That's funny, when you were describing them I was thinking about drywood termites and almost mentioned them. They seem to fly around here at least 5 times a year. I have never gotten any of them to start a colony.



#11 Offline Gregory2455 - Posted August 15 2014 - 4:19 PM

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And you can keep all the alates together in a SEALED PLASTIC/GLASS box and they will eventually make pairs, however with the ones I have, I have been experimenting and they seem polygynous, because after a few days of being n pairs, they all just merge into one large group, and work together. Yet to see what they do if/when they get their first worker.



#12 Offline Gregory2455 - Posted August 27 2014 - 8:39 PM

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I should start my own journal for them, but I found something weird today. Some of the ones that I have had for about two weeks now are starting to look like the ones in this image.

western_drywood_termite05.jpg

(Not my image)



#13 Online dspdrew - Posted August 28 2014 - 6:06 AM

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  • LocationSanta Ana, CA

The kind and queen are so hard to tell apart. The ones in that picture look almost identical, except one has its gaster stretched out more than the other.



#14 Offline Gregory2455 - Posted September 2 2014 - 6:32 PM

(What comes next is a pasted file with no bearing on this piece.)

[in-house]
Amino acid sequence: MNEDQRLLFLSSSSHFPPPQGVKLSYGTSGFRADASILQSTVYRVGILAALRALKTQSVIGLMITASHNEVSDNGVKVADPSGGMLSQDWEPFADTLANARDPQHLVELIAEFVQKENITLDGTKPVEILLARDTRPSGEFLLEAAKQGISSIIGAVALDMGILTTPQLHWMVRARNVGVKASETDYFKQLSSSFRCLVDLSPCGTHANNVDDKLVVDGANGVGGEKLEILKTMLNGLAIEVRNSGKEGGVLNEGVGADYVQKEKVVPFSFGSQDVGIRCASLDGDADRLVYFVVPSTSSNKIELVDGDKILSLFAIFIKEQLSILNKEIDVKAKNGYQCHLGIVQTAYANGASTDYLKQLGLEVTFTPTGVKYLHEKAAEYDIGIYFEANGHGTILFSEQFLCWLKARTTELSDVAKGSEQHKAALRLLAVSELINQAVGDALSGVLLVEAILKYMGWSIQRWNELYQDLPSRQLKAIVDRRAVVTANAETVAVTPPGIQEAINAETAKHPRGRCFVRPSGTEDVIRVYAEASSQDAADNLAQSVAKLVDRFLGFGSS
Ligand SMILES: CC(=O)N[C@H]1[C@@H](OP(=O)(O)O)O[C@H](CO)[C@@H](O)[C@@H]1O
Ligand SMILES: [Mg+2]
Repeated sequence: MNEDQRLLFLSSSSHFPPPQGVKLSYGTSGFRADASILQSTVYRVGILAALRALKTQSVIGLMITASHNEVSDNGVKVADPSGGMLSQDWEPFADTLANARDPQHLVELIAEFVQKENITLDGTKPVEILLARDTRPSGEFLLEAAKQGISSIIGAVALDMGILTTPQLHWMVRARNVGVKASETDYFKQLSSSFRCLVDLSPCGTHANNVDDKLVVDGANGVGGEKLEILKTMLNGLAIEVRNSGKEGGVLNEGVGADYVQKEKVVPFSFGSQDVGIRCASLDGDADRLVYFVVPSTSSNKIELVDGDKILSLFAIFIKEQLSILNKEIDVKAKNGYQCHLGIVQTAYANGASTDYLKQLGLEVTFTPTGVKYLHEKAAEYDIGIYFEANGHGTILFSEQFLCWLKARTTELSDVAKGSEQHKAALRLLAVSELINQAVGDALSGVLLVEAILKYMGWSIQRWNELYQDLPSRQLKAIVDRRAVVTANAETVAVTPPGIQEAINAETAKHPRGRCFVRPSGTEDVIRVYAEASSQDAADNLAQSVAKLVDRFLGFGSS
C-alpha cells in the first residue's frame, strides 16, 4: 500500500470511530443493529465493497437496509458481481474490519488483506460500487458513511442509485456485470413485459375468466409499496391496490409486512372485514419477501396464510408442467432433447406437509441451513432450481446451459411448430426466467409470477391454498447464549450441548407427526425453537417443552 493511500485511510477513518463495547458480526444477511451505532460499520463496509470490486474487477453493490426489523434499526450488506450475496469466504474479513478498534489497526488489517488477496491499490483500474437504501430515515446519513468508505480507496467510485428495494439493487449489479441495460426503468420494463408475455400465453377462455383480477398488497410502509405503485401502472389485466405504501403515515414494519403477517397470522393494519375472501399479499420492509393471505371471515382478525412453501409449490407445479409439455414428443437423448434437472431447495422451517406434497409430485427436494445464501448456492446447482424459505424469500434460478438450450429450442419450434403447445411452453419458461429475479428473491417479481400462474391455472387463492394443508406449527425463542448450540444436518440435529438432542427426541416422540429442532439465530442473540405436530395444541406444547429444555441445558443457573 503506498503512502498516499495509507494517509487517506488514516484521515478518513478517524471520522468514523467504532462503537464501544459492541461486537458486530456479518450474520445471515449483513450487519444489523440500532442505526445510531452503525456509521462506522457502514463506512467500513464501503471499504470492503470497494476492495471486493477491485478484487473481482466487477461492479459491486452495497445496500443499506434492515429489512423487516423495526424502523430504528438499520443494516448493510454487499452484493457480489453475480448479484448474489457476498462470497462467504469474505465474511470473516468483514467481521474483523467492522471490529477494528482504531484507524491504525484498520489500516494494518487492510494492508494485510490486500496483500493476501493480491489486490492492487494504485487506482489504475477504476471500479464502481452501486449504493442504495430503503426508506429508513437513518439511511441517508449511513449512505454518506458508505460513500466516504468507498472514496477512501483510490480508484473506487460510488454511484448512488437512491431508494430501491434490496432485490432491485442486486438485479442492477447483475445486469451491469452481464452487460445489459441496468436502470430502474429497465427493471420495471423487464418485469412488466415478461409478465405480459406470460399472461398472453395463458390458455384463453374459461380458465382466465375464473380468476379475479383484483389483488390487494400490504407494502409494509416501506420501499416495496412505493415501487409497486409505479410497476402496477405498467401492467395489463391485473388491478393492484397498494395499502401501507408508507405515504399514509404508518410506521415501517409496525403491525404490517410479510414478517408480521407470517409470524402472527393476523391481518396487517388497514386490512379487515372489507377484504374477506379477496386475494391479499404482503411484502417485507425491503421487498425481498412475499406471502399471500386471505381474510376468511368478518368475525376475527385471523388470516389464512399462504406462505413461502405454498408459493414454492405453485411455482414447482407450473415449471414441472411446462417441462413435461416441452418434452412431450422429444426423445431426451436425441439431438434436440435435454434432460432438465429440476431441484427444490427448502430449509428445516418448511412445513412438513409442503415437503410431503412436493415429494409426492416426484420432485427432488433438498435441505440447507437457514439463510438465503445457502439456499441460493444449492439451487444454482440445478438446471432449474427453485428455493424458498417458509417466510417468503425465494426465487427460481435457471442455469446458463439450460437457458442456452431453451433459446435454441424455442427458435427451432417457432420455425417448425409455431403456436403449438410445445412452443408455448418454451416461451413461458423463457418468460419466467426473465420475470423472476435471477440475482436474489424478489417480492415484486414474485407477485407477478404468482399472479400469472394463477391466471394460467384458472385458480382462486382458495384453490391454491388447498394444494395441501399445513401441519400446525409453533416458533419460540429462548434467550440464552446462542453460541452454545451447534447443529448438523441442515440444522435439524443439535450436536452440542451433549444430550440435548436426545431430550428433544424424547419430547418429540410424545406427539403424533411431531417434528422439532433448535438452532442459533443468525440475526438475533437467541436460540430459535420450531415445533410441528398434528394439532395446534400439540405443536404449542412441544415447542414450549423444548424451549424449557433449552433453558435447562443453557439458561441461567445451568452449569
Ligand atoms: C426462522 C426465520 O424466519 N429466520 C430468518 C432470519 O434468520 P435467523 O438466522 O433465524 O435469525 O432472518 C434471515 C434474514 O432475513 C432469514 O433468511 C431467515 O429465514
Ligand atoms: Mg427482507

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There is something going around in my colony of these dealates. I am keeping about 20 together hoping to start a colony faster, because why not. They are polygynous. Sadly, a bunch of them have started to shrink. Their gasters get smaller and smaller, then they die. I think there is some kind of parasite or something playing a game with me...



#15 Online dspdrew - Posted September 3 2014 - 5:36 AM

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  • LocationSanta Ana, CA

Mine did the same thing. I don't think it's a parasite, I think they're just dying.



#16 Offline Gregory2455 - Posted September 3 2014 - 6:35 AM

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Its not like they are starving... A normal sized one shrinks in a few hours.  :o



#17 Online dspdrew - Posted February 1 2016 - 2:41 AM

dspdrew
  • LocationSanta Ana, CA

Updated 2-1-2016

 

I got a little colony of these from Subverted the other day. They're just being kept in a test tube for now.

 

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#18 Online dspdrew - Posted April 24 2016 - 12:01 AM

dspdrew
  • LocationSanta Ana, CA

Updated 4-24-2016

 

I moved these into a little hydrated setup I made with some old parts from my fungus-grower formicarium prototypes. The hydrated floor and mesh lid should keep the humidity at a reasonable level for these. The container on the left with the plastic lid is housing my subterranean termites.

 

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#19 Offline gcsnelling - Posted April 24 2016 - 3:27 AM

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You should keep in mind that termites, drywoods at least will chew thru plastic quite easily. I have seen it happen many times.



#20 Online dspdrew - Posted April 24 2016 - 8:43 AM

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  • LocationSanta Ana, CA

Wow, well I'll keep an eye on them. I would think that without getting an edge, it would be pretty difficult, and something I would probably notice before they made it through. The silicone plugs are a different story. My Acromyrmex chewed those things away pretty quickly. I just completely overlooked this. I guess it's a good thing the building I'm in and all the wood fences around it are completely infested with these things already.